ArcelorMittal Orbit London: FAQs
What is the ArcelorMittal Orbit, London?
The ArcelorMittal Orbit, London is Britain’s largest piece of public art and tallest sculpture. Built to celebrate and commemorate the 2012 London Olympic and Paralympic Games, the structure is now a fixture of the East London skyline. It has reopened as an observation tower, with two viewing platforms. It’s also a popular ride: you can whizz down the structure in the world’s longest tunnel slide.
How long is the tunnel and how long does the ride last?
The tunnel is 178 metres long and it takes you on a 40 second journey of loops and corkscrews, all the way to the bottom.
What can I see from the ArcelorMittal Orbit viewing platforms?
You can enjoy 20-mile views from the viewing platforms, including many highlights of London’s skyline, such as St. Paul’s Cathedral, Alexandra Palace, the O2 and Big Ben. You can also see the stadiums built around the Queen Elizabeth Olympic Park for the London 2012 Olympics and Paralympics, including Zaha Hadid’s London Aquatics Centre and Hopkins Architects’ Lee Valley VeloPark.
Where is it?
The ArcelorMittal Orbit is in the Queen Elizabeth Olympic Park, the site of many stadiums used during the 2012 London Olympics and Paralympics. The park has now reopened as an open space, with waterways, cycling routes, wetlands, cafes and meadowland, as well as the stadiums.
How do I get there?
You can get the Central Line, the Overground and National Rail services to Stratford. You can get to Stratford in just 11 minutes from the City of London. It’s a 10 minute walk to the attraction from Stratford Station. Buses stopping nearby include the D8 and the 339.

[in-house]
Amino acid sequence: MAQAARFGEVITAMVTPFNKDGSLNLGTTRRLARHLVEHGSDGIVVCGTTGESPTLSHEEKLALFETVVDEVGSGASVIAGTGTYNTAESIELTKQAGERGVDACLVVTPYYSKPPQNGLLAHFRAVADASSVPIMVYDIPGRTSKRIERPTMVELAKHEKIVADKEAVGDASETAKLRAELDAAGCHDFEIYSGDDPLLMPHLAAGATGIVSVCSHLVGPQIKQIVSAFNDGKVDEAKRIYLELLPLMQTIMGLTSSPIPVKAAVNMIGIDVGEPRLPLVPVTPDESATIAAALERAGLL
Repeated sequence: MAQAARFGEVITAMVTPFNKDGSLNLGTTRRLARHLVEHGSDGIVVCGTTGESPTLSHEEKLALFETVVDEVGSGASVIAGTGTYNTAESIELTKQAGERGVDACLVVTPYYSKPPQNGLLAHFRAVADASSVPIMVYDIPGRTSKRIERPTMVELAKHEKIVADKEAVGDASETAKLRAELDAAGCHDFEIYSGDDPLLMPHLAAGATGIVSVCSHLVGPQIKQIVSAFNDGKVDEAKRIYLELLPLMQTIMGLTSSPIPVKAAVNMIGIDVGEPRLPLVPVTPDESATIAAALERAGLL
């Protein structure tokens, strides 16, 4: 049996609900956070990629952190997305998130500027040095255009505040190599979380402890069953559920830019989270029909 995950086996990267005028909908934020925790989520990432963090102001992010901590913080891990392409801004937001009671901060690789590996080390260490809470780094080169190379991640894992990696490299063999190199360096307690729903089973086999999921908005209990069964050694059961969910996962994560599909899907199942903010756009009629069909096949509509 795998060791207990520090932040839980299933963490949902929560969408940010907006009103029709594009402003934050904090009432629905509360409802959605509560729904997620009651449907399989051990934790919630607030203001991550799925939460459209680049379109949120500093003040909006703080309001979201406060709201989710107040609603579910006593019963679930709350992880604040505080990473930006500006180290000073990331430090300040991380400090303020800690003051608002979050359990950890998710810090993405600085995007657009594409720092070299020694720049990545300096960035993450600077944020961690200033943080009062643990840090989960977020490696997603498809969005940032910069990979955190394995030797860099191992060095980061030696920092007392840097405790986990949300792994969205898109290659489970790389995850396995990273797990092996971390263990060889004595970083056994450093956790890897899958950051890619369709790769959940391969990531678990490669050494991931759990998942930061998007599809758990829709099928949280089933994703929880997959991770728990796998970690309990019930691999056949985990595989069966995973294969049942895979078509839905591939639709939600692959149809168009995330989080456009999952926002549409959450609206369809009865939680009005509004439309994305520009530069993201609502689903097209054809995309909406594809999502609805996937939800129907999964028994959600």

Are the viewing platforms accessible for people with disabilities?
Yes, there’s a lift to take you up and down.
How much does it cost?
Usually, it’s £12.50, but with the London Pass, access to the viewing platforms is free. You have to pay £5 extra to upgrade your ticket to include the slide down. Upgrades are subject to availability on the day.
What are the opening times?
Monday to Friday, it’s open from 11am until 4pm. On weekends, it’s 10am - 6pm.
Is it open every day of the week?
Yes, 364 days a year.
What day aren’t they open?
No sliding on Christmas?
No sliding on Christmas.
Do I have to slide down?
Nope. You can walk down the 455-step spiral staircase or take the lift.
Can I buy a ticket just for the slide?
Nope. You need to go up to come down.
What are the age restrictions on the slide?
You have to be at least 8 years old and over 1.3m tall to ride the slide.
Can I ride the slide more than once?
You can, but you have to buy another ticket for a second go.
And what about, you know...friction?
You head down the slide with your legs and bottom in a sack, much like one used to transport coffee beans.
Where can I leave my stuff? I don’t want my phone/wallet/keys falling out of pockets.
There are some lockers at the bottom.
Can I buy any kind of mementos when I’m there?
Yes, there’s a small shop selling T-shirts, tea towels, mugs and the like.
What about eating and drinking?
There’s a cafe called The Last Drop located right next to the ArcelorMittal Orbit.
What is it made of?
The ArcelorMittal Orbit is made of steel. Enough steel, in fact, to make 265 double-decker buses.
Who designed it?
Turner Prize-winning artist Anish Kapoor and engineer Cecil Balmond. Kapoor’s other famous works have included Chicago’s Cloud Gate and the Sky Mirror in Nottingham. Balmond has worked on the Centre Pompidou-Metz in Paris, and the CCTV Headquarters in Beijing.
What is it supposed to look like?
It was designed to look like an ‘impossible’ structure, something almost ‘mythical’ in its twisted, looping form. It’s inspired by the Tower of Babel and the Eiffel Tower. Maybe it looks a bit like someone's made a helter skelter out of the Eiffel Tower. Or angrily scrunched up a train track. It is thought to contain the five Olympic rings. Some people think it looks like a massive shisha pipe. Who knows. See where else you can get a great view of London here.